Israeli company Neurokeeper have developed a wearable device which they say can detect strokes, the third biggest killer in the western world. Using technology similar to that found in the common electroencephalogram (EEG) the prototype, worn on patients’ heads, monitors brain waves and identifies any discrepancies in their pattern.
According to the creators the Neurokeeper headset provides medical personnel with real-time information, allowing them to diagnose and treat high-risk patients in time to prevent or minimise potential brain damage. They believe the device, currently just a prototype, will allow them to detect future strokes in patients who have recently experienced one and are thought vulnerable to another attack. A stroke, or cerebrovascular accident (CVA), is the rapid loss of brain function due to disturbance in the blood supply to the brain.
Shay Bar-Haim, Neurokeeper CEO, said the lightweight device could allow potential sufferers to recognise the signs of an approaching stroke while at home and seek medical help before it happens.
“Our device detects automatically a stroke event and alerts either in the home environment the patient himself or his family, or in the hospital environment the medical staff, of a potential ischemic attack and allows the patients to get to the hospital early and get treated early,” said Bar-Haim.
At 200 USD per device, Bar-Haim says their headset is cheaper than other existing products already on the market.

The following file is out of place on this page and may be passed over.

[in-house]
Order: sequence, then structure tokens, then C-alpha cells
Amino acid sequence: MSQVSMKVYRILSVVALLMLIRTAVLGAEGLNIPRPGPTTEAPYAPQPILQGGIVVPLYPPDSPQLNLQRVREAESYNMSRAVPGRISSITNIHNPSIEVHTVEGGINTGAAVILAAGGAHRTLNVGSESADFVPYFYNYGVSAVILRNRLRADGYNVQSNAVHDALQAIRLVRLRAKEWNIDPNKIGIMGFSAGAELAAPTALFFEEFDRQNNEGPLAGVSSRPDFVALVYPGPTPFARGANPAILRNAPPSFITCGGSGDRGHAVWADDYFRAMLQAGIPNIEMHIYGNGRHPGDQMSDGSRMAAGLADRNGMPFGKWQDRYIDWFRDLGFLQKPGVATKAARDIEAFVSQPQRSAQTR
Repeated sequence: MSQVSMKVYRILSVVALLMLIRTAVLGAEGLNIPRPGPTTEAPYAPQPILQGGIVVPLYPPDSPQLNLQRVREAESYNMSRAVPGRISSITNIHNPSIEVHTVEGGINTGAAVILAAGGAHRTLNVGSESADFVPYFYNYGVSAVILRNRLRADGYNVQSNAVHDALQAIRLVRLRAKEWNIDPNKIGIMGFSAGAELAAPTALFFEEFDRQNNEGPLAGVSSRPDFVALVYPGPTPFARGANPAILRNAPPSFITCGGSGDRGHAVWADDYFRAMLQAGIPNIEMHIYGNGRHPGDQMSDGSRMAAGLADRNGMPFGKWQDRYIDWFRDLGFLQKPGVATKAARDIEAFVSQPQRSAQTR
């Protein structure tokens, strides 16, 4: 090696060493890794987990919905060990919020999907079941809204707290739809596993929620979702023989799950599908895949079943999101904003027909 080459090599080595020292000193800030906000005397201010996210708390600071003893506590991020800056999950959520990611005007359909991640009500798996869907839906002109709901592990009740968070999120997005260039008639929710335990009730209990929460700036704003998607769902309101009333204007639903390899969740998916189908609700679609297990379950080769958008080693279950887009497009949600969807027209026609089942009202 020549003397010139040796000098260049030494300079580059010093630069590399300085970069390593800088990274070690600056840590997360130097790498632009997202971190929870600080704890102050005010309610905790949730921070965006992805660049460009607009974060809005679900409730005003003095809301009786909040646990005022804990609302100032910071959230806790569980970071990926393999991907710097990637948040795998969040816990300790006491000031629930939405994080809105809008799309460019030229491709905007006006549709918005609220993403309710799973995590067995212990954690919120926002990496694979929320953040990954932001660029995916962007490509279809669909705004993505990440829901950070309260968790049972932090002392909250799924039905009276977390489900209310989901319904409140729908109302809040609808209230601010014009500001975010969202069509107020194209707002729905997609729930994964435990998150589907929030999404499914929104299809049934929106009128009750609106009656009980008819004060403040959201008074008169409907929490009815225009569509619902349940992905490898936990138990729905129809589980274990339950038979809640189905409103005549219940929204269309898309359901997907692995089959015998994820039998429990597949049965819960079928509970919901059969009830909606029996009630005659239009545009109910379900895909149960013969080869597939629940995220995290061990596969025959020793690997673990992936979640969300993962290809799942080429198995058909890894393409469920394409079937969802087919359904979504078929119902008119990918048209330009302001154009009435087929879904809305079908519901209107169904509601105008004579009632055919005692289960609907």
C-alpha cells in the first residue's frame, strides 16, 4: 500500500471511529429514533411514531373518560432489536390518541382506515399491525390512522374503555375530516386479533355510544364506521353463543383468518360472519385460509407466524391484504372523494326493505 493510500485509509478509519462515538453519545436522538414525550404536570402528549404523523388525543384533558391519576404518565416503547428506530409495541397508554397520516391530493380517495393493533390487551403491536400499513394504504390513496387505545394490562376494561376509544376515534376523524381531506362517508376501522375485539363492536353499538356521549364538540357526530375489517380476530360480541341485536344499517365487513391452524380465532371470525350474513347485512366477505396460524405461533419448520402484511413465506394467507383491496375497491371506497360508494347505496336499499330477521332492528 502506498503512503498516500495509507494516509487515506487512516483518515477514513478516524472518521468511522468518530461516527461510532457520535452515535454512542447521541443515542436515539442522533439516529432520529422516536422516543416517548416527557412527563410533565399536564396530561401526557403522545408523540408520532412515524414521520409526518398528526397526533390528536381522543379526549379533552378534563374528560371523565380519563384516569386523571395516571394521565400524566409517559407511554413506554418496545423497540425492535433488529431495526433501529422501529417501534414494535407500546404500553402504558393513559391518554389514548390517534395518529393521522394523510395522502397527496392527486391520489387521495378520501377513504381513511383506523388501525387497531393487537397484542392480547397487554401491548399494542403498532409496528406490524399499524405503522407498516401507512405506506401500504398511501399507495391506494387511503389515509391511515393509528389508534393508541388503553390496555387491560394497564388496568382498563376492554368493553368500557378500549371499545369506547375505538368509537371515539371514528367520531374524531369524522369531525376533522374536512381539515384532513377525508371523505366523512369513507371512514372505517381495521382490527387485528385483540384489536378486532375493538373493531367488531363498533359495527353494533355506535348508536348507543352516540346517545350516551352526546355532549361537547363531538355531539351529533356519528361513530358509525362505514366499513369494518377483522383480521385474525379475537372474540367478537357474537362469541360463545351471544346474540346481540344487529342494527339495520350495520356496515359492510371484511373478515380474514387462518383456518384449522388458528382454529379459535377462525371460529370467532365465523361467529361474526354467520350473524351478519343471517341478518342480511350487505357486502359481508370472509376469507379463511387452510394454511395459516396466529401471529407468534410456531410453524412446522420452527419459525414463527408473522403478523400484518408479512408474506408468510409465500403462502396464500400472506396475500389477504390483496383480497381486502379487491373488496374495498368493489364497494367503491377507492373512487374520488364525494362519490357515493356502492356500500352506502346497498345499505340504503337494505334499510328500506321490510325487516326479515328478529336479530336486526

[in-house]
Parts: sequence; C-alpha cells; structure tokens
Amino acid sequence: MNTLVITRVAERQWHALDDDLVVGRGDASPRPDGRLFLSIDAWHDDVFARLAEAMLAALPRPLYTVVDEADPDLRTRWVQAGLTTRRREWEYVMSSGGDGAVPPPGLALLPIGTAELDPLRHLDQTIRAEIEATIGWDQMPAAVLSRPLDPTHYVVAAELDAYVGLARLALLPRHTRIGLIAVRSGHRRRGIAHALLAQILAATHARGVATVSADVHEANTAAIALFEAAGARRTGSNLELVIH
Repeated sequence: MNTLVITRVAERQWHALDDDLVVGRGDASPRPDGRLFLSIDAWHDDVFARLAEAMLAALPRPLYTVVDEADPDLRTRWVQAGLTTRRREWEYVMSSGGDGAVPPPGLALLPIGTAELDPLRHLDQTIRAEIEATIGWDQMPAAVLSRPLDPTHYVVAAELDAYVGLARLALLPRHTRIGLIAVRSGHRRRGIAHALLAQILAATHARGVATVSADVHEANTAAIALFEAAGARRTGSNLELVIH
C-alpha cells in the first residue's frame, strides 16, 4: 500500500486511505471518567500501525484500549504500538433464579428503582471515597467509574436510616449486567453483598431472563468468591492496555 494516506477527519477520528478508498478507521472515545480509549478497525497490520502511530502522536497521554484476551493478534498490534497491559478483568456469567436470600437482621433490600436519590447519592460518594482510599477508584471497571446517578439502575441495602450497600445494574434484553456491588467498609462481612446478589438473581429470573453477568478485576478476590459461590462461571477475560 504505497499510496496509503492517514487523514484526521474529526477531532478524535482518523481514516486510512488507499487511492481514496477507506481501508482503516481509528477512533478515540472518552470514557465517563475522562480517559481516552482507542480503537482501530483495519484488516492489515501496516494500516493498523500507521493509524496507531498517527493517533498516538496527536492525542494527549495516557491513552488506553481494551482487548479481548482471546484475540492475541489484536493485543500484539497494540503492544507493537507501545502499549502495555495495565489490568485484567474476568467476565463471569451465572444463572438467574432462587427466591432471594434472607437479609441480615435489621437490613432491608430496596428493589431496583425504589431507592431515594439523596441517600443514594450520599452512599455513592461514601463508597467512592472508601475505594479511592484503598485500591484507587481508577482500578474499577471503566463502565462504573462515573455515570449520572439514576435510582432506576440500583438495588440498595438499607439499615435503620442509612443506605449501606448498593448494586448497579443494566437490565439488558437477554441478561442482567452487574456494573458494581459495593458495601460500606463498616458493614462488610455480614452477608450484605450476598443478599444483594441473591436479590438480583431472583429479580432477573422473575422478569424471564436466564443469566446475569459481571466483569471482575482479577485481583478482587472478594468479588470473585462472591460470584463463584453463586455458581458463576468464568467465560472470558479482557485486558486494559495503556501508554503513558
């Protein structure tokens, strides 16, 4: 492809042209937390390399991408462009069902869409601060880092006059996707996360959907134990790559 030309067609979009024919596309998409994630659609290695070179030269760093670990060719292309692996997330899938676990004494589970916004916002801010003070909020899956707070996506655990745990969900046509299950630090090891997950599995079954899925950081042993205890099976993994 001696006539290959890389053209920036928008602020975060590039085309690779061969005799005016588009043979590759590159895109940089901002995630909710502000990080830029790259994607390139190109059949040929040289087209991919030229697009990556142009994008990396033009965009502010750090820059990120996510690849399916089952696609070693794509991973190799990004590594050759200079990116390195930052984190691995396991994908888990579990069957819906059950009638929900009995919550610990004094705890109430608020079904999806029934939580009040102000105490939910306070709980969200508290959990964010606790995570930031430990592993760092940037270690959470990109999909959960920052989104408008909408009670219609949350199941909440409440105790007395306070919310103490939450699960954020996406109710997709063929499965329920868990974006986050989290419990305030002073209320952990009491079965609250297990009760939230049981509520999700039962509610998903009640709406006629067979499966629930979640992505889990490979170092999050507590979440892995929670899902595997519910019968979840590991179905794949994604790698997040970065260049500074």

“There are several devices out there, some are even in use but none of them are both portable, can continuously monitor the patient, are cheap and can give a picture of the whole brain,” he said.
Watch a Reuters-report about the Neurokeeper headset
Interview with Neurokeeper CEO, Shay Bar-Haim on Israel’s national news channel
Scientific advisor to Neurokeeper is Professor Natan Bornstein, head of the stroke unit at the department of neurology at Sackler School of Medicine, as well as being Vice President of the World Stroke Organisation. “This is a very innovative device and technology and also approach to prevent stroke,” he said.
“In very high risk sub-group of patients it will be a breakthrough device that may help us, the physician, as well as the patient, of course, to identify all this unnecessary events,” he added.
Within a year and a half, the Neurokeeper team hope to conduct a large-scale clinical trial. If successful, Bar-Haim hopes to apply for US Food and Drug Administration (FDA) clearance by the end of 2014.